Okay, so this subject has been on my mind recently. There’s so many simpletons out there that proclaim that Chinese and Japanese are much harder to learn than Korean. Sorry. You’re wrong. Korean is far harder to learn.
Korean does have the simpler writing system. That’s true.
But the reality is, that the sounds of Korean will set you far back than any writing system. Language is about sound and meaning. If you don’t have that covered first, you’re going to have trouble understanding what you read anyways.
Japanese on the other hand is extremely simple to learn. The sounds of Japanese only have a few real trip ups here and there. The Grammar, however is a lot more complex and is very similar to Korean in many respects.
Also, Japanese has many different registers (how you talk, what words you use depending on your relationship to the person you’re speaking to). Korean also has many registers and some verbs change completely (not just morphed) depending on the register. That’s quite tough.
I got really angry one time in my Korean class when a student said in an example that Japanese is much harder to learn than Korean. And while I agree that it’s hard to learn Japanese in Korea, their reasoning was the writing system.
NOPE! That’s not the language! That’s a representation of the language.
If you learn to pronounce the Hangeul in a week, you still won’t be able to understand Curious George in Korean.
A writing system is not a language! A language is a collection of sounds and meaning. Noam Chomsky would also point out that it actually developed through the evolution of human thought, not just for communication.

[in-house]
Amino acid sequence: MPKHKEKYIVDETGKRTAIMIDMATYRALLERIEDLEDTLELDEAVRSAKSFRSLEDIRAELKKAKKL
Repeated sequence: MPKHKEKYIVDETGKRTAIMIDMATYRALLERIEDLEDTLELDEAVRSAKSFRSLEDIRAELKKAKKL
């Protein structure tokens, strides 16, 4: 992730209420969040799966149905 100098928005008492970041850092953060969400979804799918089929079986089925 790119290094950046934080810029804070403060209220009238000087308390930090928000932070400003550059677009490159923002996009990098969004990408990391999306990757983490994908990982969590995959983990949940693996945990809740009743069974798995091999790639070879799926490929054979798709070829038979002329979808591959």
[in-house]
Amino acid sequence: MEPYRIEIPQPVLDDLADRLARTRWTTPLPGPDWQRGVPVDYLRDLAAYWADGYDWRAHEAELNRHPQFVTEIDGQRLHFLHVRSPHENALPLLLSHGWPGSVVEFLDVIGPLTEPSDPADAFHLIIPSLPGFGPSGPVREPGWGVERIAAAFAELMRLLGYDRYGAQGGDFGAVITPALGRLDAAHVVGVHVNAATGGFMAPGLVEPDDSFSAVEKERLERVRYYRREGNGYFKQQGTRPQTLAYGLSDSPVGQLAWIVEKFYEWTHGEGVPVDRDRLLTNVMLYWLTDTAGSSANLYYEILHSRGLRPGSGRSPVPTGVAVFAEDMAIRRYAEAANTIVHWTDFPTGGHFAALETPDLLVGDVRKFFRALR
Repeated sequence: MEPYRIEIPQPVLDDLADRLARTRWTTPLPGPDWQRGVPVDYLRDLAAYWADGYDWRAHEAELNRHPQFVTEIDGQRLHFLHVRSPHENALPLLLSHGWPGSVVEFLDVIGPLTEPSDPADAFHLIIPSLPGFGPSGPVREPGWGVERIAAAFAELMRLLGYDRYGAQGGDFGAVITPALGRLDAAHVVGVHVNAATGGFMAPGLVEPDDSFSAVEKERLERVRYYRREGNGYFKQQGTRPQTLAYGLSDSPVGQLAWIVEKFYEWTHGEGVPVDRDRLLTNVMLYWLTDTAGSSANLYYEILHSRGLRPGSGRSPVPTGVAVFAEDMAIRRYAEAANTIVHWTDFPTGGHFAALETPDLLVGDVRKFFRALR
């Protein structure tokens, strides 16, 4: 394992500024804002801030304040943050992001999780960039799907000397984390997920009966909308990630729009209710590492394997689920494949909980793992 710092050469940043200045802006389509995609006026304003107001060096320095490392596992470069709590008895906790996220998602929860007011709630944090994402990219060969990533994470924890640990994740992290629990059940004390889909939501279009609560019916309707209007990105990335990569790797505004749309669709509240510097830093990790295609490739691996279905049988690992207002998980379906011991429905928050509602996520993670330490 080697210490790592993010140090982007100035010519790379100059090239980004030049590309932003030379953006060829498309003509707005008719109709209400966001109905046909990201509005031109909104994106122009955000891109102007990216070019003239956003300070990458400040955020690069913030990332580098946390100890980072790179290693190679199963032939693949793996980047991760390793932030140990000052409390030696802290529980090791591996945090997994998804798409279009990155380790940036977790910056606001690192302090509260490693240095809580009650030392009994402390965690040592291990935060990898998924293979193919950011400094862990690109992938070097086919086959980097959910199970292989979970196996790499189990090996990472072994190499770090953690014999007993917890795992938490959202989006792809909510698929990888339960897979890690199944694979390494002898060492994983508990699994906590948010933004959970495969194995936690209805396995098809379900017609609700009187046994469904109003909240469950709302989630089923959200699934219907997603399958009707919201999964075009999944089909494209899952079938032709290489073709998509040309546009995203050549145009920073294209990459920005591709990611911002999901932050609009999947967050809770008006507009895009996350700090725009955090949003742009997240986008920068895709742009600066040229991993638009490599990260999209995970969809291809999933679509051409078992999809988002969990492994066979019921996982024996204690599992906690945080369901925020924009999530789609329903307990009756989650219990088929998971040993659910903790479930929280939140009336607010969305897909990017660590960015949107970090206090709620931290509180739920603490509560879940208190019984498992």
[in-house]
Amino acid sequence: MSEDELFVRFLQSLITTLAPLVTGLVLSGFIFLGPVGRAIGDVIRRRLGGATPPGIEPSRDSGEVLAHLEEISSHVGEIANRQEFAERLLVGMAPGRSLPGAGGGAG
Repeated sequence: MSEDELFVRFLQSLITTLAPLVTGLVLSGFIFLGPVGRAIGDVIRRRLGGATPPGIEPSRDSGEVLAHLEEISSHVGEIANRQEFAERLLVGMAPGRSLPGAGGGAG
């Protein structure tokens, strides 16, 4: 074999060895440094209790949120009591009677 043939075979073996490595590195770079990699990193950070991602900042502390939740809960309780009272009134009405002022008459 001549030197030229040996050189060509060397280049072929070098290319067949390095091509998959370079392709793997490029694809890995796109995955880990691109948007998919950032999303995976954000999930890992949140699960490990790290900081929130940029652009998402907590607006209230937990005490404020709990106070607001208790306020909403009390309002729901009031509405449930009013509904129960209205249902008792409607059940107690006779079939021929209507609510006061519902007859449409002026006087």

But, I didn’t want to seem like an old grump and argue with the class or the teacher who agreed with the student. To no fault of her own, she’s not learned Japanese and therefore doesn’t really know. Also, she doesn’t have a point of view from a native English speaker. And most teachers don’t teach phonics or barely remember how the mouth produces sounds from their university courses.
Japanese only looks hard from the characters. But the characters are not the language. Pick your fights, right? One thing I did learn in Korea was not to embarrass people even if they are dead wrong or simply don’t know better.
Did you know that you can teach without a textbook and through speech and context alone?
So why not use that? Learning just like you learned to speak English first (or your other mother tongue). You didn’t learn to write or read first, did you?
Textbooks are far easier on the teacher, and those methods of speech and heavy CI are very intensive for the teacher. With texts and books, the teacher can just say “Do this page for homework.” Speech and CI take lots of preparation.
Pimsleur CD’s took a lot of hours to make and that’s an audio only method. The method is also quite effective.
Now, where was I?
Yes, Chinese is even harder than Japanese with many more ideograms than Japanese.The Chinese characters fit together logically. But again we are talking about the writing system.
Also, the sounds of the language are more different from English compared to Korean. So in those respects Chinese is harder.
You know why Chinese is easy for English speakers?
The grammar is quite similar to English. More so than Japanese or Korean. And this is a huge help in getting into the greater depths of the language. However it is also different in many areas, so it’s not like Chinese has no grammar learning curve.
Anyways, that’s my venting for the day. Try to calmly explain to people why Japanese and Chinese aren’t really that hard to learn even though they say you can read Korean “In a morning.” That of course is true of a focused student, but you won’t remember how to read it unless you practice for a good month. And you’ll be slow as beans until after another 3 to 6 months. And even then, you won’t have acquired much vocabulary to make sense of most things you’ll see that are longer than a few sentences outside of a textbook.